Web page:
• Consult a professional to find out additional ways you can protect your home, such as bolting the house to its foundation and other structural mitigation techniques.
  • Take a first aid class from your local Red Cross chapter. Keep your training current.
  • Get training in how to use a fire extinguisher from your local fire department.
  • Inform babysitters and caregivers of your plan.

Eliminate Hazards, Including–

  • Bolting bookcases, china cabinets, and other tall furniture to wall studs.
  • Installing strong latches on cupboards.
  • Strapping the water heater to wall studs.

Prepare a Disaster Supplies Kit For Home and Car, Including–

  • First aid kit and essential medications.
  • Canned food and can opener.
  • At least three gallons of water per person.
  • Protective clothing, rainwear, and bedding or sleeping bags.
  • Battery-powered radio, flashlight, and extra batteries.
  • Special items for infant, elderly, or disabled family members.
  • Written instructions for how to turn off gas, electricity, and water if authorities advise you to do so. (Remember, you’ll need a professional to turn natural gas service back on.)
  • Keeping essentials, such as a flashlight and sturdy shoes, by your bedside.

Know What to Do When the Shaking Begins

  • DROP, COVER, AND HOLD ON! Move only a few steps to a nearby safe place. Stay indoors until the shaking stops and you’re sure it’s safe to exit. Stay away from windows. In a high-rise building, expect the fire alarms and sprinklers to go off during a quake.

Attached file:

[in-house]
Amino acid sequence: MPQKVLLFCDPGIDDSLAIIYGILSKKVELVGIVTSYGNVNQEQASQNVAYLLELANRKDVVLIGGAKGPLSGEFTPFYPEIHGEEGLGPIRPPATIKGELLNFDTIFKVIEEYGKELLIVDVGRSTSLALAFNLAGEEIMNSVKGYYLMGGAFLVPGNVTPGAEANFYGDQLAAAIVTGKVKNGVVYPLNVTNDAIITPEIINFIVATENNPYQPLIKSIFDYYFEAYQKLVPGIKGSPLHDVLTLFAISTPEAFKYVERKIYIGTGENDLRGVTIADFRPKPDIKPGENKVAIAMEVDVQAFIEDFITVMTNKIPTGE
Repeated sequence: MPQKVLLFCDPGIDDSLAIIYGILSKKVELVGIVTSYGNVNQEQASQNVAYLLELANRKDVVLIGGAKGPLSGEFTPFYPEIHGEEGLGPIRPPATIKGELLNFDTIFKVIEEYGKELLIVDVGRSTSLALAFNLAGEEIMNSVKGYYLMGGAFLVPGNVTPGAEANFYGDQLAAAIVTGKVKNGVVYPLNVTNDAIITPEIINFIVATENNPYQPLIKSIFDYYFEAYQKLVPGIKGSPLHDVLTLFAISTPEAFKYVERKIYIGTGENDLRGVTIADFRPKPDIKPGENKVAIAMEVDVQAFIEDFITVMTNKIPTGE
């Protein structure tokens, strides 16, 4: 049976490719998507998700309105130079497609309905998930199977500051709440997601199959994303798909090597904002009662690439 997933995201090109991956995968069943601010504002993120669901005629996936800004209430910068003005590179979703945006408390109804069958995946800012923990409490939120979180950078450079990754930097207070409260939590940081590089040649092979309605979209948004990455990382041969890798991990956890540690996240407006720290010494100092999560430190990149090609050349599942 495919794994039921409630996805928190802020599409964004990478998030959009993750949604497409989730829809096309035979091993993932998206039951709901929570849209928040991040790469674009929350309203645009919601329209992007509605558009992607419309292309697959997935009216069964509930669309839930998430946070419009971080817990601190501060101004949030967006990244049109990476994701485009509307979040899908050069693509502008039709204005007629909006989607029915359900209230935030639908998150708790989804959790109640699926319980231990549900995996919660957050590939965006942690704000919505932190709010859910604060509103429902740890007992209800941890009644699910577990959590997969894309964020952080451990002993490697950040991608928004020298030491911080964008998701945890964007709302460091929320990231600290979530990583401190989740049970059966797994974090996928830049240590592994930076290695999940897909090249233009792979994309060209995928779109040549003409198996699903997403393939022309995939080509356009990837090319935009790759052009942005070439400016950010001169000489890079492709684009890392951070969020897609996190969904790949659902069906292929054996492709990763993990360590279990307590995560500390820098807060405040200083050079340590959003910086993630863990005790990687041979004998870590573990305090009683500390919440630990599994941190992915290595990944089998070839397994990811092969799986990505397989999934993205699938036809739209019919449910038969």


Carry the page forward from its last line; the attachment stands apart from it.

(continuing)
• If you are in bed, hold on and stay there, protecting your head with a pillow.
  • If you are outdoors, find a clear spot away from buildings, trees, and power lines. Drop to the ground.
  • If you are in a car, slow down and drive to a clear place (as described above). Stay in the car until the shaking stops.

Identify What to Do After the Shaking Stops

  • Check yourself for injuries. Protect yourself from further danger by putting on long pants, a long-sleeved shirt, sturdy shoes, and work gloves.
  • Check others for injuries. Give first aid for serious injuries.
  • Look for and extinguish small fires. Eliminate fire hazards. Turn off the gas if you smell gas or think it’s leaking. (Remember, only a professional should turn it back on.)
  • Listen to the radio for instructions.
  • Expect aftershocks. Each time you feel one, DROP, COVER, AND HOLD ON!
  • Inspect your home for damage. Get everyone out if your home is unsafe.
  • Use the telephone only to report life-threatening emergencies.

Learn how you can be “Red Cross Ready”
We would be thrilled to help you put together your family emergency plan! If you have any questions, give us a call at 831-462-2881.

  • Enter your email address to subscribe to this blog and receive notifications of new posts by email.

    Join 6 other followers

  • September 2018
    S M T W T F S
    « Mar    
     1
    2345678
    9101112131415
    16171819202122
    23242526272829
    30